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Title: The role of the polycomb group protein EZH2 in the molecular pathogenesis of prostate cancer
Author: Bryant, Richard John
ISNI:       0000 0001 2447 9069
Awarding Body: University of Sheffield
Current Institution: University of Sheffield
Date of Award: 2008
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Although prostate cancer causes morbidity and mortality many men have indolent disease with few health consequences. There is an urgent need to identify which patients with prostate cancer require clinical intervention, thereby preventing both under- and overtreatment. The Polyeomb Group (PeG) gene EZH2 is up-regulated in hormone-refractory metastatic prostate cancer, suggesting that EZH2 promotes progression to an advanced tumour phenotype. EZH2 is a transcriptional repressor during normal embryonic development by virtue of its histone methyltransferase activity. At the start of this work the role ofEZH2 during tumour progression was unclear. This thesis identifies EZH2 as a dual-function promoter of prostate cancer progression. EZH2 function promotes proliferation of both androgen-responsive and androgen-independent prostate cancer cells, suggesting that aberrant EZH2 function may occur earlier than originally thought during prostate cancer progression. It was discovered that EZH2 function promotes prostate cancer cellular invasiveness, demonstrating a mechanism which can account for the association between increased EZH2 expression and advanced disease. It was observed that androgen-induced expression of the TMPRSS2:ERG gene fusion in prostate cancer cells was associated with a trend towards increased expression of HDAC1 and the PeG genes EZH2 and SUZ12. It was also observed that EZH2 regulates actin polymerisation in prostate cancer cells, which may account for the abrogation of cellular invasiveness observed following EZH2 knock-down. Given that EZH2 is a transcriptional repressor, a search for candidate EZH2 target genes was performed. EZH2 may promote transcriptional repression ofp21 and MMP7. . Effects of overexpression of EZH2 and a dominant gain-of-function allele, EZH2R732K, were investigated in prostate cancer cells. No discernible phenotype was observed, suggesting additional factors are required to promote the progression to an aggressive prostate cancer phenotype. The results presented in this thesis suggest mechanisms that can account for the association between increased EZH2 expression and advanced prostate cancer.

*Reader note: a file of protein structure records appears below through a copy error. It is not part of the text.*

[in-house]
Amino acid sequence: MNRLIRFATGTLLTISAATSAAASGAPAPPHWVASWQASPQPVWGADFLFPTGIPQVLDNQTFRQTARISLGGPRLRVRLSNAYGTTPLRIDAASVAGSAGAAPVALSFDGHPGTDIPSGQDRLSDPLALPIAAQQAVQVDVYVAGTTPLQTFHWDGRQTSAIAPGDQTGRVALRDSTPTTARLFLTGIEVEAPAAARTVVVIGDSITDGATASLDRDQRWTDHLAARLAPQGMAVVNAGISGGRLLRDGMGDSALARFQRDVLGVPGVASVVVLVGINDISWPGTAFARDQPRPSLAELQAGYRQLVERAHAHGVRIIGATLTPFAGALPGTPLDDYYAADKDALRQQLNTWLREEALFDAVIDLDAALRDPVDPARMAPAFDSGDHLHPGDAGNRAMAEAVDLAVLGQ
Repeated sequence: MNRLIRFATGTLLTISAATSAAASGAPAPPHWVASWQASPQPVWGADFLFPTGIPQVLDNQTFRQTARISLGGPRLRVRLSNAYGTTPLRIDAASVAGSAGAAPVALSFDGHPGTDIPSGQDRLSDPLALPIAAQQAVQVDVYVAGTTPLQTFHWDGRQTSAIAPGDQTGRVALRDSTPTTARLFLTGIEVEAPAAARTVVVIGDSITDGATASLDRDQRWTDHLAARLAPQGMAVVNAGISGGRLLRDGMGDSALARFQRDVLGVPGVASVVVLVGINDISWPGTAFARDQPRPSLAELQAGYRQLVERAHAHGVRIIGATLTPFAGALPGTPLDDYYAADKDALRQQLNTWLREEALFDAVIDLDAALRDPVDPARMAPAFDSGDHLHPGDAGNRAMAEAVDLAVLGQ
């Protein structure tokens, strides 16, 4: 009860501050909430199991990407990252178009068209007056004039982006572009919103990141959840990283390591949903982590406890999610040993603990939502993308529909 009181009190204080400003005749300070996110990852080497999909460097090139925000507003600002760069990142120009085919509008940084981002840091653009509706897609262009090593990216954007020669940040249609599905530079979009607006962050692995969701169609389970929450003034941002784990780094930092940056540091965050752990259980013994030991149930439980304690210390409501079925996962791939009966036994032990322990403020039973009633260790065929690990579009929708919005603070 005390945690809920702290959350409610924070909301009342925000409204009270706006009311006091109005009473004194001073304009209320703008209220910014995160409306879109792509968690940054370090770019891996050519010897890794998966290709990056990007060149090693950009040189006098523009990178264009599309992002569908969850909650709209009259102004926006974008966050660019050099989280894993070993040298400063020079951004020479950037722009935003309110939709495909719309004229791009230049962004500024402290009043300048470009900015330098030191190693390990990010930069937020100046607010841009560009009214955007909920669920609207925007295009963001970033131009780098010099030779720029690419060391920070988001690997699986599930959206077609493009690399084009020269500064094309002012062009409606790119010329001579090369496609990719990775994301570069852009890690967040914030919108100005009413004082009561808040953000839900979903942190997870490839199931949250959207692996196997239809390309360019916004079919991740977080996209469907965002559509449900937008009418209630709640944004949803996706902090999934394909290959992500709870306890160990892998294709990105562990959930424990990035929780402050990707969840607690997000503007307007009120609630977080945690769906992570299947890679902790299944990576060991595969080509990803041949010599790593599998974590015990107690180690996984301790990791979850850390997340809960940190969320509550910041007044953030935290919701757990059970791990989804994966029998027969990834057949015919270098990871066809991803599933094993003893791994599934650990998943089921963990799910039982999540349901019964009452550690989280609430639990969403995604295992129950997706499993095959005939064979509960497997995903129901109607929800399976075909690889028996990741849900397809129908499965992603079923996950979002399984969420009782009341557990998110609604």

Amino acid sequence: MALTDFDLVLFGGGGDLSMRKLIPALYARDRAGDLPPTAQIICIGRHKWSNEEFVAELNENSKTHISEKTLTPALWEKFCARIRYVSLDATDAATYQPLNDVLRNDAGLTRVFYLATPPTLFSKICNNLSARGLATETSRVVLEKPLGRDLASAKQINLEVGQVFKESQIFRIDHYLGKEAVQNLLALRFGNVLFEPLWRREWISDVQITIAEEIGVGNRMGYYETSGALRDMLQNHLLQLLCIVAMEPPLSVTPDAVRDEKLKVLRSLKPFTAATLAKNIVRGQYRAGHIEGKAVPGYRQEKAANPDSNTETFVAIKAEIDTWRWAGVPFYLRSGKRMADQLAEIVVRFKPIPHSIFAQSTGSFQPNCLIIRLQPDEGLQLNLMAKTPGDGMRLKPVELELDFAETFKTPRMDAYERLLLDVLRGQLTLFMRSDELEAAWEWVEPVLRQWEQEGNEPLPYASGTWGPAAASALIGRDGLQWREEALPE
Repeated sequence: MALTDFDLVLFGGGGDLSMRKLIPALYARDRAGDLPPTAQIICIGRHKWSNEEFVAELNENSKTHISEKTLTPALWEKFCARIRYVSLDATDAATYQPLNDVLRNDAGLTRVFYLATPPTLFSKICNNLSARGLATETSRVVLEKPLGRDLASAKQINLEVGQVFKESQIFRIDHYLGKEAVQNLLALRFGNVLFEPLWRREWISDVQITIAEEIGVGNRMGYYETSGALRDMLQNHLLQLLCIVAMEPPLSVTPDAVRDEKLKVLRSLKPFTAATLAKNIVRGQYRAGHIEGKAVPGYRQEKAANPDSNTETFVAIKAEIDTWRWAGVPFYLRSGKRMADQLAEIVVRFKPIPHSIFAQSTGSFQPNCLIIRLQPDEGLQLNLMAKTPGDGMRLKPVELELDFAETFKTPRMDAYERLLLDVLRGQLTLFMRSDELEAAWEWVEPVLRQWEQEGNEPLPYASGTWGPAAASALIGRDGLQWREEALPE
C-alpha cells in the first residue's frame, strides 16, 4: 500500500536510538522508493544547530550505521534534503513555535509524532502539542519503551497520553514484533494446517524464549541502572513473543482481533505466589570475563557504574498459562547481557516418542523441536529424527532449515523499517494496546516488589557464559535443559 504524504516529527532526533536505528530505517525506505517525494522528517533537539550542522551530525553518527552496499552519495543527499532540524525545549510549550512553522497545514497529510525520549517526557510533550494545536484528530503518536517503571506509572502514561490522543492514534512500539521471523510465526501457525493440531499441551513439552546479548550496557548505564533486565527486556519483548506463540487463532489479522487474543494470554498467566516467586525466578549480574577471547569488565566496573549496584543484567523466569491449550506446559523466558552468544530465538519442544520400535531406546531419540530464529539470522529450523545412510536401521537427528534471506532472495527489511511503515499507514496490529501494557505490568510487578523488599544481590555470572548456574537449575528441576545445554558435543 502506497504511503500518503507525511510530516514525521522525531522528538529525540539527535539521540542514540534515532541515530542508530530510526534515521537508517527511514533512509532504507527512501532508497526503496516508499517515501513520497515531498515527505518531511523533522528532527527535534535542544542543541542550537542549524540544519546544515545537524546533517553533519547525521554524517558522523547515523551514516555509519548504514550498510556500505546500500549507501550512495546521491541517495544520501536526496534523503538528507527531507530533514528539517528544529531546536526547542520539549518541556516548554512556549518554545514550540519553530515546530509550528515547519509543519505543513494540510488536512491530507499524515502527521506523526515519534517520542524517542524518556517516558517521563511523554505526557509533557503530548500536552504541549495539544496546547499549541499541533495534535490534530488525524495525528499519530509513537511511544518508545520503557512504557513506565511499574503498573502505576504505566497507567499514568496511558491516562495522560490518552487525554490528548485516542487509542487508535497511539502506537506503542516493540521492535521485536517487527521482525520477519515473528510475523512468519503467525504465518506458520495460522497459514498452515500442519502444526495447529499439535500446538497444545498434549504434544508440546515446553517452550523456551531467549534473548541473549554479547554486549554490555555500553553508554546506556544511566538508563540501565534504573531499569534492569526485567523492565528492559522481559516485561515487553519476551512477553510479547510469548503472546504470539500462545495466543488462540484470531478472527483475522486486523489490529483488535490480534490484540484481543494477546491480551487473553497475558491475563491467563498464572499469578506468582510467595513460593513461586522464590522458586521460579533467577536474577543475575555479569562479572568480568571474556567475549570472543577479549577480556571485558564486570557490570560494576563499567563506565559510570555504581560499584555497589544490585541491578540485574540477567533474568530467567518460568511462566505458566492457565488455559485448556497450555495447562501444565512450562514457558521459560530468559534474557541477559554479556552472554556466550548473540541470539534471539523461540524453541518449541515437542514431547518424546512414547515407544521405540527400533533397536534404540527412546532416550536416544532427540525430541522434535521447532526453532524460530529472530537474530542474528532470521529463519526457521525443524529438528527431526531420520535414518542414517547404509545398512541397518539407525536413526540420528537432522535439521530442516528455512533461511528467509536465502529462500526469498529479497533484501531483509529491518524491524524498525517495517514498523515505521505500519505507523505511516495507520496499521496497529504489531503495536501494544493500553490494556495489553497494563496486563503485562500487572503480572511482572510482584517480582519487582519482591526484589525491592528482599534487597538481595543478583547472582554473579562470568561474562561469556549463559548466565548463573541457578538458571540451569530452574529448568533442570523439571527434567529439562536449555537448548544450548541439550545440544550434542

Supervisor: Not available Sponsor: Not available
Qualification Name: Thesis (Ph.D.) Qualification Level: Doctoral
EThOS ID:  DOI: Not available